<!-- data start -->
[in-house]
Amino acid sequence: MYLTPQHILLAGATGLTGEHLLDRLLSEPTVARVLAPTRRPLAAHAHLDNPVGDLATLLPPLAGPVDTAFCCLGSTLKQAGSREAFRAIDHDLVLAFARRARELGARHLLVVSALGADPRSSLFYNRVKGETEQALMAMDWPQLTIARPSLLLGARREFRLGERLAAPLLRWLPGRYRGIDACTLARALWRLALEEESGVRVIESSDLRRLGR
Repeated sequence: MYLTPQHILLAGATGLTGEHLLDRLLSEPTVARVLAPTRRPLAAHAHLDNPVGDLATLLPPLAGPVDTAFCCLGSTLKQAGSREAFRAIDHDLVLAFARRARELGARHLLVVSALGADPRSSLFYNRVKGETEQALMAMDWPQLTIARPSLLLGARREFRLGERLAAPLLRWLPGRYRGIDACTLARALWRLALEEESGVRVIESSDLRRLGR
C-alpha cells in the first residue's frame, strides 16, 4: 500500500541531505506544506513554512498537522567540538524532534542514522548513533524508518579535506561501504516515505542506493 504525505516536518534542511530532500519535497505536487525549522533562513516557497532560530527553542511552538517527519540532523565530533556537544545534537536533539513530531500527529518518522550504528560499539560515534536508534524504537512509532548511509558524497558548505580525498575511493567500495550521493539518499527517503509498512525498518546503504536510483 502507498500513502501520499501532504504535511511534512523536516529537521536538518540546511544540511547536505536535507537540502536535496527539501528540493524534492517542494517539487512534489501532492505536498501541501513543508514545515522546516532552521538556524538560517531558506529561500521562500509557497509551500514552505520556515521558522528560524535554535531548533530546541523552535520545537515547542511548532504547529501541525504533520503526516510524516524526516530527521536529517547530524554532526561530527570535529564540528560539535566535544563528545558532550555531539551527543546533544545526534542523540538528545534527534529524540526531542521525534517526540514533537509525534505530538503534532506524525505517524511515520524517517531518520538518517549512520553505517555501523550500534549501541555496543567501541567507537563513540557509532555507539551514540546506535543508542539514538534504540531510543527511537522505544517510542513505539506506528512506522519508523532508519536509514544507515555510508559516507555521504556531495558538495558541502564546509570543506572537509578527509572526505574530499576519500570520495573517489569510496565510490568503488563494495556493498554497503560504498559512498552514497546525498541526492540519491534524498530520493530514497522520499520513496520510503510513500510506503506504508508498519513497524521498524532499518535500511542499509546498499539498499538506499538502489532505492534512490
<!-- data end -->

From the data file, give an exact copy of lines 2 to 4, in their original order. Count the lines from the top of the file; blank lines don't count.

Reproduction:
Amino acid sequence: MYLTPQHILLAGATGLTGEHLLDRLLSEPTVARVLAPTRRPLAAHAHLDNPVGDLATLLPPLAGPVDTAFCCLGSTLKQAGSREAFRAIDHDLVLAFARRARELGARHLLVVSALGADPRSSLFYNRVKGETEQALMAMDWPQLTIARPSLLLGARREFRLGERLAAPLLRWLPGRYRGIDACTLARALWRLALEEESGVRVIESSDLRRLGR
Repeated sequence: MYLTPQHILLAGATGLTGEHLLDRLLSEPTVARVLAPTRRPLAAHAHLDNPVGDLATLLPPLAGPVDTAFCCLGSTLKQAGSREAFRAIDHDLVLAFARRARELGARHLLVVSALGADPRSSLFYNRVKGETEQALMAMDWPQLTIARPSLLLGARREFRLGERLAAPLLRWLPGRYRGIDACTLARALWRLALEEESGVRVIESSDLRRLGR
C-alpha cells in the first residue's frame, strides 16, 4: 500500500541531505506544506513554512498537522567540538524532534542514522548513533524508518579535506561501504516515505542506493 504525505516536518534542511530532500519535497505536487525549522533562513516557497532560530527553542511552538517527519540532523565530533556537544545534537536533539513530531500527529518518522550504528560499539560515534536508534524504537512509532548511509558524497558548505580525498575511493567500495550521493539518499527517503509498512525498518546503504536510483 502507498500513502501520499501532504504535511511534512523536516529537521536538518540546511544540511547536505536535507537540502536535496527539501528540493524534492517542494517539487512534489501532492505536498501541501513543508514545515522546516532552521538556524538560517531558506529561500521562500509557497509551500514552505520556515521558522528560524535554535531548533530546541523552535520545537515547542511548532504547529501541525504533520503526516510524516524526516530527521536529517547530524554532526561530527570535529564540528560539535566535544563528545558532550555531539551527543546533544545526534542523540538528545534527534529524540526531542521525534517526540514533537509525534505530538503534532506524525505517524511515520524517517531518520538518517549512520553505517555501523550500534549501541555496543567501541567507537563513540557509532555507539551514540546506535543508542539514538534504540531510543527511537522505544517510542513505539506506528512506522519508523532508519536509514544507515555510508559516507555521504556531495558538495558541502564546509570543506572537509578527509572526505574530499576519500570520495573517489569510496565510490568503488563494495556493498554497503560504498559512498552514497546525498541526492540519491534524498530520493530514497522520499520513496520510503510513500510506503506504508508498519513497524521498524532499518535500511542499509546498499539498499538506499538502489532505492534512490